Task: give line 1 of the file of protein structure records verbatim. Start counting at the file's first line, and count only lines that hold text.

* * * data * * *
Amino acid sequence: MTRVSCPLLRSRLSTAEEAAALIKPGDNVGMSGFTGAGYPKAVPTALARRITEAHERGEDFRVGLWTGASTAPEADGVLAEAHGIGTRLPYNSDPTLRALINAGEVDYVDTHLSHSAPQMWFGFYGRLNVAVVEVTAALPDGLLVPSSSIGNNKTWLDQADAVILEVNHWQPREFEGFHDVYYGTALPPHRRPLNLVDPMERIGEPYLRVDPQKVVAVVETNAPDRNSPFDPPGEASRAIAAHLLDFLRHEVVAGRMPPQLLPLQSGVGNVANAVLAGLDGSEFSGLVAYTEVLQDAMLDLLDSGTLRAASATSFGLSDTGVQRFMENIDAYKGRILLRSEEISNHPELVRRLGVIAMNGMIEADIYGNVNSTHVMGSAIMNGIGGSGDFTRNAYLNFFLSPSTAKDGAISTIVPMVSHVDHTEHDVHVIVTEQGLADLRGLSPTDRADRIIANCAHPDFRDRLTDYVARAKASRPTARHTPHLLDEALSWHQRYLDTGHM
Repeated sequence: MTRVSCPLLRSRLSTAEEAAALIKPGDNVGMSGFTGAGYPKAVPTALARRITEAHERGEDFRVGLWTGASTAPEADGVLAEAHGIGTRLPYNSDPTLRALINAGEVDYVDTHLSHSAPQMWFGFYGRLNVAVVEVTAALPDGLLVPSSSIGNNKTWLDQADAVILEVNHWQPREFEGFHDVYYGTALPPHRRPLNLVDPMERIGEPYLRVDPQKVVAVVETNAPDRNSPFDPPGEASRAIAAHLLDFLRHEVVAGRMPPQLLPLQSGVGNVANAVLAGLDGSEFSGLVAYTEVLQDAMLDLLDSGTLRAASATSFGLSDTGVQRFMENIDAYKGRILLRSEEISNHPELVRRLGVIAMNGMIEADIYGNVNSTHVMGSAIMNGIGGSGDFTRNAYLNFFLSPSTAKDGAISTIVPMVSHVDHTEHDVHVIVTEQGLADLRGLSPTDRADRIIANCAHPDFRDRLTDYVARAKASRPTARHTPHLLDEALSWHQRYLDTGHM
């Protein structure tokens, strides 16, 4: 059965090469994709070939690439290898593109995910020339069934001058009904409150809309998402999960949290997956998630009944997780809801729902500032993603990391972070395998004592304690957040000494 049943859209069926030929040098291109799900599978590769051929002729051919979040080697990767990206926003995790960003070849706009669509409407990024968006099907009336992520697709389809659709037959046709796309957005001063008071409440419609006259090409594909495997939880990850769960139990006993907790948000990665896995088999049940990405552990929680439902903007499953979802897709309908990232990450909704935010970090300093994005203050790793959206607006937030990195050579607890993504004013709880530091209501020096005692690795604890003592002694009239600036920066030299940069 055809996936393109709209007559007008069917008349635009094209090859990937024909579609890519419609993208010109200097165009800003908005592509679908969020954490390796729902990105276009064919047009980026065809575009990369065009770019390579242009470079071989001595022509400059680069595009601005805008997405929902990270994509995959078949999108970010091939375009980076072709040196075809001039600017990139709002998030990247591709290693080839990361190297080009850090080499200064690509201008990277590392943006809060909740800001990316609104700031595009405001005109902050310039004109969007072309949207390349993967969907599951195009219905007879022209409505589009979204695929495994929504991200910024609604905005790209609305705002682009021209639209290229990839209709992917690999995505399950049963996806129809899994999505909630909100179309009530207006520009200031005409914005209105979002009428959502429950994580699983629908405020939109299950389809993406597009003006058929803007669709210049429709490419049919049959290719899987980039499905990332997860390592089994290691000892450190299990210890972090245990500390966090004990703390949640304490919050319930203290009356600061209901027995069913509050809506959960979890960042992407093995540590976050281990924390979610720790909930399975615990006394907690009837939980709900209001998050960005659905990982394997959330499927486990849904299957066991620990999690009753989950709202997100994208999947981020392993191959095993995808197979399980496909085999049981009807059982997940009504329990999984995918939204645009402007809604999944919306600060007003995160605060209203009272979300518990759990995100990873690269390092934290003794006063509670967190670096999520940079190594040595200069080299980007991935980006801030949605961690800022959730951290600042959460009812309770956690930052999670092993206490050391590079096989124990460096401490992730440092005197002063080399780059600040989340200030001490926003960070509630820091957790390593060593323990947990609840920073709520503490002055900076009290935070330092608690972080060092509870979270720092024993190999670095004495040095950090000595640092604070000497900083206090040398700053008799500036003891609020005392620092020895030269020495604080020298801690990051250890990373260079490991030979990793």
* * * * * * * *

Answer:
Amino acid sequence: MTRVSCPLLRSRLSTAEEAAALIKPGDNVGMSGFTGAGYPKAVPTALARRITEAHERGEDFRVGLWTGASTAPEADGVLAEAHGIGTRLPYNSDPTLRALINAGEVDYVDTHLSHSAPQMWFGFYGRLNVAVVEVTAALPDGLLVPSSSIGNNKTWLDQADAVILEVNHWQPREFEGFHDVYYGTALPPHRRPLNLVDPMERIGEPYLRVDPQKVVAVVETNAPDRNSPFDPPGEASRAIAAHLLDFLRHEVVAGRMPPQLLPLQSGVGNVANAVLAGLDGSEFSGLVAYTEVLQDAMLDLLDSGTLRAASATSFGLSDTGVQRFMENIDAYKGRILLRSEEISNHPELVRRLGVIAMNGMIEADIYGNVNSTHVMGSAIMNGIGGSGDFTRNAYLNFFLSPSTAKDGAISTIVPMVSHVDHTEHDVHVIVTEQGLADLRGLSPTDRADRIIANCAHPDFRDRLTDYVARAKASRPTARHTPHLLDEALSWHQRYLDTGHM